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Double Standards

Lea DeLariaAudio CD
4.6 out of 5 stars  See all reviews (11 customer reviews)

Price: $17.81 & FREE Shipping on orders over $35. Details
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Product Details

  • Audio CD (March 22, 2005)
  • Number of Discs: 1
  • Label: Telarc
  • ASIN: B0007QJ1F2
  • Average Customer Review: 4.6 out of 5 stars  See all reviews (11 customer reviews)
  • Amazon Best Sellers Rank: #124,627 in Music (See Top 100 in Music)

1. Dancing Barefoot
2. Kiko And The Lavender Moon
3. Call Me
4. Philadelphia
5. Just A Girl
6. Been Caught Stealing
7. Black Hole Sun
8. People Are Strange
9. Tattooed Love Boys
10. Alliance
11. Longview

Editorial Reviews

Amazon.com

On her follow-up to Play It Cool, the 2001 album that introduced her reinvention from comedian to singer, Lea DeLaria performs jazzed-up versions of pop and rock numbers. She leads off with a version of "Dancing Barefoot" that Patti Smith fans will be hard-pressed to recognize, then goes on to put the jazz stamp on numbers such as No Doubt's "Just a Girl," Soundgarden's "Black Hole Sun," and Green Day's "Longview." In full smooth-chanteuse mood, DeLaria keeps the gratuitous pyrotechnics in check and is at her best on the tracks where she and arranger/pianist Gil Goldstein stick to the original melodies--indeed, most of the songs on this CD are distinguished by immediate melodic accessibility, and choosing to trust them is the wisest choice. And the musicians certainly deliver. Still, it's hard to shake off the impression that this is a stylistic exercise that gets caught up in its own self-aware coolness. --Elisabeth Vincentelli

Product Description


Customer Reviews

4.6 out of 5 stars
(11)
4.6 out of 5 stars
Most Helpful Customer Reviews
9 of 9 people found the following review helpful
5.0 out of 5 stars All you old-school rockers...Take the leap March 13, 2005
Format:Audio CD
When I first heard that this recording existed, I was skeptical. I mean, really, who would want to hear Blondie's "Call Me" jazzed up. But believe me, Lea Delaria et al take this song, and the others, to a new level of feeling. Very sultry, indeed.

By the time I got to Green Day's onanistic "Longview", I was sold on the idea. I have been exposed to jazz/torch singers in the past but I would never have believed that "Been Caught Stealing" could be done the same way.

If you are a fan of jazz and/or a fan of the originals, you will be happy you own this. It is great to see a artist attempt to bring jazz to a younger audience.
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9 of 9 people found the following review helpful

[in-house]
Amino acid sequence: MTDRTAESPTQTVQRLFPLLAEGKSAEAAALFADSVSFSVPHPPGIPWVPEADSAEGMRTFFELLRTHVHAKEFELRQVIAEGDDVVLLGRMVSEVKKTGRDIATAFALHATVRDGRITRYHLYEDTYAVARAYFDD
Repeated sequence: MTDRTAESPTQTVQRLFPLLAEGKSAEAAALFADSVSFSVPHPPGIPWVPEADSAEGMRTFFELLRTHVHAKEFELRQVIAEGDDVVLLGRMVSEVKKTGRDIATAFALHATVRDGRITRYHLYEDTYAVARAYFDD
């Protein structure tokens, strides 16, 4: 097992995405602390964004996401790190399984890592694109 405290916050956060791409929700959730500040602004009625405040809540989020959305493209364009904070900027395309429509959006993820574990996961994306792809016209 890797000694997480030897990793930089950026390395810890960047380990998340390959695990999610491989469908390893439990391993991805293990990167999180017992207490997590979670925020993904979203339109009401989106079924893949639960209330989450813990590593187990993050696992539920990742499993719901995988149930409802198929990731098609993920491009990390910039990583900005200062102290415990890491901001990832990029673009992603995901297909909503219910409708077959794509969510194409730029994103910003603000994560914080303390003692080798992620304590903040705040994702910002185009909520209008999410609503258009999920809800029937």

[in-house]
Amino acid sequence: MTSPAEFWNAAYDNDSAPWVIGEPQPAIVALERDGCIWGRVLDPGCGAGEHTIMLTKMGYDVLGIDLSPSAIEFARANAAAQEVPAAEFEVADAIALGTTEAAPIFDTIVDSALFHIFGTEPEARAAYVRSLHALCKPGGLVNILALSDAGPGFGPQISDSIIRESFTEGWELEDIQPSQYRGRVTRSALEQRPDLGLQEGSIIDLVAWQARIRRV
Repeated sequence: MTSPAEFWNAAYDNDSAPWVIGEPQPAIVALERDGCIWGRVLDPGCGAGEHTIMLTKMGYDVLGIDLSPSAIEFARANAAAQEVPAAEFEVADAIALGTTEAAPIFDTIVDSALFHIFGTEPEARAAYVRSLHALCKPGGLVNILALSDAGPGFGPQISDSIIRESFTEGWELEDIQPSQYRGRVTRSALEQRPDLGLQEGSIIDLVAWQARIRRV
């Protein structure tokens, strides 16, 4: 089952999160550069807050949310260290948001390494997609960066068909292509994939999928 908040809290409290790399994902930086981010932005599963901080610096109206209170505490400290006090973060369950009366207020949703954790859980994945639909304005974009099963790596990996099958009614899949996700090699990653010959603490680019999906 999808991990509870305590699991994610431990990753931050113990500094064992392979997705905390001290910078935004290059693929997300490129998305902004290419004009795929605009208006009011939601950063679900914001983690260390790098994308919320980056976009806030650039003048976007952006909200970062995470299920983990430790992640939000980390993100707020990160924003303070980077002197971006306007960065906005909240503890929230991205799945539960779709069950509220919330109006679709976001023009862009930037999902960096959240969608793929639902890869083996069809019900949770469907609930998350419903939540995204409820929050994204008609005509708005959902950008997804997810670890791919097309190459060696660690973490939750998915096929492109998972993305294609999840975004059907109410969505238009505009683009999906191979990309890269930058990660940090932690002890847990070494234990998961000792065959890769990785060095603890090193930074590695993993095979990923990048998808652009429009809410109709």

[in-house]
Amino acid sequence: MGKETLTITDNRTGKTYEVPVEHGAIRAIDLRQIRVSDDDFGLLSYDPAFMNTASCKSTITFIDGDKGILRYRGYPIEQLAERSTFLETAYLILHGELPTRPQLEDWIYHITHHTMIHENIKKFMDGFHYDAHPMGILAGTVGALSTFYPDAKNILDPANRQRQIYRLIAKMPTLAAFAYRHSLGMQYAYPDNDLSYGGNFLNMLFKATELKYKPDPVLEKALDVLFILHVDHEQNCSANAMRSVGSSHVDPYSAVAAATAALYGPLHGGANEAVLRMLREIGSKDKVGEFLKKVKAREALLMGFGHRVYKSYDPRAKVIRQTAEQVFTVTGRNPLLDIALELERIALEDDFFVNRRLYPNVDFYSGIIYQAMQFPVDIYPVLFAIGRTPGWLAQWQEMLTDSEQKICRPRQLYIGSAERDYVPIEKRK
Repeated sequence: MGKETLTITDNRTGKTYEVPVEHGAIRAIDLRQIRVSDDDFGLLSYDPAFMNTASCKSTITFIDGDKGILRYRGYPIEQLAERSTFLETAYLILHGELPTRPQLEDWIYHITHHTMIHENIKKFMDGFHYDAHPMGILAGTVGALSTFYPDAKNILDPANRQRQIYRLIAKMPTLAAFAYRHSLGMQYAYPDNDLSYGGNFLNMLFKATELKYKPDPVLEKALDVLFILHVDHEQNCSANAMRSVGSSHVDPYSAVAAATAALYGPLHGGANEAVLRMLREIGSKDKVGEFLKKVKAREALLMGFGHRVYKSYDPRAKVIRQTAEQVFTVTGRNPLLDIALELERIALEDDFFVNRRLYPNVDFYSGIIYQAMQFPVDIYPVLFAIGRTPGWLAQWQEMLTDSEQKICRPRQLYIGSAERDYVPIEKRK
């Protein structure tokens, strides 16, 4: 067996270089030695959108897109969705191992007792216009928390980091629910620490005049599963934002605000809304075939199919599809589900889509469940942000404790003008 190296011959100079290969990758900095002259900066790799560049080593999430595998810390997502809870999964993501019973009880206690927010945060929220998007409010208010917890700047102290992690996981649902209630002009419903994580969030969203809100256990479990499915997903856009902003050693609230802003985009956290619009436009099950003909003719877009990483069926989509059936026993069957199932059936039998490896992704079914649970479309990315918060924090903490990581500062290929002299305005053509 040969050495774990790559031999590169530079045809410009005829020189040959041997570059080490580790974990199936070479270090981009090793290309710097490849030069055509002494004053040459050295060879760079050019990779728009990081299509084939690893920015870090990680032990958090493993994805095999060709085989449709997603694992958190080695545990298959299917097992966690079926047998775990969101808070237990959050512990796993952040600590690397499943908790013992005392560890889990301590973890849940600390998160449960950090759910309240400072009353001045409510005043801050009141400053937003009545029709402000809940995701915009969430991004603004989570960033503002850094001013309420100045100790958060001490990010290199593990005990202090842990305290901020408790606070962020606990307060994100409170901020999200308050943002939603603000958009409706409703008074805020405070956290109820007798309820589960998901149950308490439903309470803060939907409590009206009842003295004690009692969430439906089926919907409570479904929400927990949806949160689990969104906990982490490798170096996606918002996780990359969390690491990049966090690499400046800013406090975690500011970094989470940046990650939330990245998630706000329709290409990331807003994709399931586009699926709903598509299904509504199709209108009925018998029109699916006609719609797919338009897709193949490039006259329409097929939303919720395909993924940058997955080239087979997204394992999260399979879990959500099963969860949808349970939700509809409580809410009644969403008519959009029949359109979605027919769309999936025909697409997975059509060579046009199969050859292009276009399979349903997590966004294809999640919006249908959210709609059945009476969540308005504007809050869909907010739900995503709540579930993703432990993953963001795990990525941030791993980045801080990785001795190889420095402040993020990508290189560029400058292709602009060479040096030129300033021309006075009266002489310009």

5.0 out of 5 stars A success! March 29, 2005
By Jim
Format:Audio CD|Verified Purchase
This is a very successful album. The arrangements, production, and talent is right on the mark. Lea manages expertly the difficult task of translating rock songs into a traditional jazz vocabulary and the band is excellent. She succeeds where most jazz singers fail (maybe because she was smart enough to avoid Joni Mitchell's brilliant but mostly impossible songs). "Philadelphia" is so well done that it is destined to become a new jazz standard. It's stylish jazz at its best.
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5 of 5 people found the following review helpful
Format:Audio CD
In the past two weeks I've reviewed Petra Haden's "The Who Sell Out" and this one. Rarely have I heard two albums, so close in time, which constitute very impressive performances of doomed ideas.

In the case of Ms. Haden, the issue isn't doing a vocal jazz rendition of "The Who Sell Out" album; the issue is doing an all-vocal recreation by having one artist singing a bunch of tracks into the mixing board.

In this case, the issue isn't doing a vocal jazz rendition of alt rock or punk tunes from the '80's and '90's; it's doing these tunes.

In fact, initially I really liked the idea that someone was willing to take on this project. A plus mark for any vocal jazz artist who is willing to take the artform beyond another cover of "Love For Sale." And in its execution, if you didn't know these tunes, you'd say that this album sounds very good.

Here's the problem: jazz in its heyday was about taking popular music of the day, exploring it and making it edgy. Think of Coltrane's "My Favorite Things", or even Louis Armstrong's "Dinah", and you know what I mean.